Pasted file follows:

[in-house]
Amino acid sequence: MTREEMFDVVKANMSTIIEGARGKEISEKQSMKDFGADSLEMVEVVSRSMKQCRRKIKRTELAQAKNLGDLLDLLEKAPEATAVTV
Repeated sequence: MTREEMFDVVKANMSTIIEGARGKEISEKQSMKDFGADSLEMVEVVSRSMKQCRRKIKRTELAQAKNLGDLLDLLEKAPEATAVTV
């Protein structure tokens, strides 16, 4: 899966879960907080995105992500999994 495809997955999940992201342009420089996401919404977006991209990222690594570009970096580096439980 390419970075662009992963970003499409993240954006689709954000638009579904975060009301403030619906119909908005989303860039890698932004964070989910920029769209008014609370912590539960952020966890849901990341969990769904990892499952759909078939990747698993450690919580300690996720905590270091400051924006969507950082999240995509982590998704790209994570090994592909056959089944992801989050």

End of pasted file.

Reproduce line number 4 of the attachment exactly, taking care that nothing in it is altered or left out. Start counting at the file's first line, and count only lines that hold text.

């Protein structure tokens, strides 16, 4: 899966879960907080995105992500999994 495809997955999940992201342009420089996401919404977006991209990222690594570009970096580096439980 390419970075662009992963970003499409993240954006689709954000638009579904975060009301403030619906119909908005989303860039890698932004964070989910920029769209008014609370912590539960952020966890849901990341969990769904990892499952759909078939990747698993450690919580300690996720905590270091400051924006969507950082999240995509982590998704790209994570090994592909056959089944992801989050």